New cash for W.Va. schools?

February 13, 2007

When it comes to teacher-raise proposals in West Virginia, there are now two competing views.

One holds that the state can afford raises higher than the 2.5 percent originally proposed by Gov. Joe Manchin, but doesn't have the political will to raise the revenue needed to do that.

The other holds that raises topping 2.5 percent would be desirable, but just aren't affordable in the near future.

The Associated Press reported that earlier in the 60-day session, the government sent revenue estimates suggesting that going beyond 2.5 percent would put the state in a deficit situation in less than two years.

Administration officials claim their approach - phasing in larger raises over several years -will give the state time to grow revenues without creating long-term financial problems.


But from local school systems' perspective, it's a problem to ask teachers to accept a 2.5 percent raise when they can get 5 percent just for crossing the state line.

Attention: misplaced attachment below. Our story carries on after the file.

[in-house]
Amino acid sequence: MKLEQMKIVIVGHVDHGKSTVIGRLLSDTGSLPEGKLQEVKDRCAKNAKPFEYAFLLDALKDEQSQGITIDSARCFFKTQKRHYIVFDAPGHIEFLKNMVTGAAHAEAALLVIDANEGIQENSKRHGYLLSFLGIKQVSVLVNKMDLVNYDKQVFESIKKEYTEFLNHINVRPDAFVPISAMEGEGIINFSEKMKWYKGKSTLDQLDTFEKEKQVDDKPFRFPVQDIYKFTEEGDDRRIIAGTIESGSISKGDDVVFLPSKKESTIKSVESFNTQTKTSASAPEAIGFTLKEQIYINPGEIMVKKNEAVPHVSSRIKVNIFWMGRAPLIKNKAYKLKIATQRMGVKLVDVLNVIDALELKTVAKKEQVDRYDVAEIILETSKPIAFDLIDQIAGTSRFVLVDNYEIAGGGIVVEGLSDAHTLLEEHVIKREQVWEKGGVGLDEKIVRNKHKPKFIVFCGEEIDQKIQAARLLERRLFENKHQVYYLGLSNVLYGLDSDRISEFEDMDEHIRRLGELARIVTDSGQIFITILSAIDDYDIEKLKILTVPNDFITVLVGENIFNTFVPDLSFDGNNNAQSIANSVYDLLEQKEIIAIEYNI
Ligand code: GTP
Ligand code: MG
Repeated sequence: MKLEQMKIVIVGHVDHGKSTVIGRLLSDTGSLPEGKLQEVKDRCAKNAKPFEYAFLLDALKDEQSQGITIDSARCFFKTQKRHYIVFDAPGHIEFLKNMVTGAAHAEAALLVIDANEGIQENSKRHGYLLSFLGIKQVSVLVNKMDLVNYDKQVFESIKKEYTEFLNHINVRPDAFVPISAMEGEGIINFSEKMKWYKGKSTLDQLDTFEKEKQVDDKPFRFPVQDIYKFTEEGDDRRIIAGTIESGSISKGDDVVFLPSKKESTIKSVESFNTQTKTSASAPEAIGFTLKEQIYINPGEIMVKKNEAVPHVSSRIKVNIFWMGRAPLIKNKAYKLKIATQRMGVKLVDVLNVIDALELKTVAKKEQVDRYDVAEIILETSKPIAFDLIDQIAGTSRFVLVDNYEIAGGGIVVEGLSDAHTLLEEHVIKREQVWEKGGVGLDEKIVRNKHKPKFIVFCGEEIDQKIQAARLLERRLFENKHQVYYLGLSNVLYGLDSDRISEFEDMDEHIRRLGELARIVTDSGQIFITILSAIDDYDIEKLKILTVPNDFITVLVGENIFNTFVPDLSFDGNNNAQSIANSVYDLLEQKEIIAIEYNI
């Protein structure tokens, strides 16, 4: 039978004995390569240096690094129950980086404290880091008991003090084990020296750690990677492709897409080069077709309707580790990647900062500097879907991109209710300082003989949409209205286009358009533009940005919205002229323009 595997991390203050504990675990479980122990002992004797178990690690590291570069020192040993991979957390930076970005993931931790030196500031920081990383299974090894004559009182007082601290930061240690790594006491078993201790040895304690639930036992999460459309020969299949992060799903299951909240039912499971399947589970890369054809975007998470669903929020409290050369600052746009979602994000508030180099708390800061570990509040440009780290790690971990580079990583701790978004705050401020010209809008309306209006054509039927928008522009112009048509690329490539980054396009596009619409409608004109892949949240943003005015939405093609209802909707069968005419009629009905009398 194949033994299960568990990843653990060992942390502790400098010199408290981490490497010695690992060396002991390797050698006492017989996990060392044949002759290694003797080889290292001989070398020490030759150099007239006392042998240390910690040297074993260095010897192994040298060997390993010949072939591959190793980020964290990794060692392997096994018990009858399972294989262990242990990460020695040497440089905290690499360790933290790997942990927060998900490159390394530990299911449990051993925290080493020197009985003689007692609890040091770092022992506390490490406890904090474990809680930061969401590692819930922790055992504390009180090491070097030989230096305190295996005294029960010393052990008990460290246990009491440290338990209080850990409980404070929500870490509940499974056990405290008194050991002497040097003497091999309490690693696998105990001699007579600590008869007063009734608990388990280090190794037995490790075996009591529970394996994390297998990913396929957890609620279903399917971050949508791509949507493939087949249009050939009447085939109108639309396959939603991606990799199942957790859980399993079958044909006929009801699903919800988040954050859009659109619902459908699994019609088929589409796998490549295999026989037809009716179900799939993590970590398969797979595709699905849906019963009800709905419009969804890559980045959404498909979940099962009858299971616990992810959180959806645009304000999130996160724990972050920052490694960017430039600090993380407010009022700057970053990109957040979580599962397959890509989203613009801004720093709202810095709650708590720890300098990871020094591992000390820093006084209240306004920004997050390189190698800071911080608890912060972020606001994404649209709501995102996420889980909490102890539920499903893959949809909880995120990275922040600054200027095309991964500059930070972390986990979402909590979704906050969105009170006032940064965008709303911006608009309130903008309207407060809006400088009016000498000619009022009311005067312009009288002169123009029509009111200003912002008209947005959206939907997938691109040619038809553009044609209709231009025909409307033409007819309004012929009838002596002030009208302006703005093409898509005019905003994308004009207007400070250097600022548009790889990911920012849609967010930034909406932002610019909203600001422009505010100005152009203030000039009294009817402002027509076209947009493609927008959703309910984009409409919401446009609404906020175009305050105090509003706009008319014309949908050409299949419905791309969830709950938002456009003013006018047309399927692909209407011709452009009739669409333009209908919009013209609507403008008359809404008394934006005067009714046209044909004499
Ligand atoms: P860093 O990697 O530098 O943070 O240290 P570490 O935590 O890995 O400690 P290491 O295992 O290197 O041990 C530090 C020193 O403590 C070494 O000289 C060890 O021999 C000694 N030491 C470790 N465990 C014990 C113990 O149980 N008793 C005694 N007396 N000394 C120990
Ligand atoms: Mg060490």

So where will the revenues come from? One approach proposed by author Rick Garlikov, who suggested it to supplement the Alabama school system's budget.

Garlikov proposed that the state's department of education set up a voluntary fund to which those interested in educational improvement would contribute.

Cash raised would not replace existing funding, but supplement it. Fund use would be restricted mostly to building new schools, rehabilitating old ones and additional teaching materials.

Vanity-type license plates, such as those used by Maryland, could be one way, Garlikov said, adding that perhaps a decal or sticker identifying someone as a contributor would be sufficient.

If there is a downside to such a proposal, it would be that the state's residents might not contribute enough to make a difference.

But not to try something new because it might not succeed seems like a poor excuse for inaction - and a poor lesson for the state's schoolchildren.

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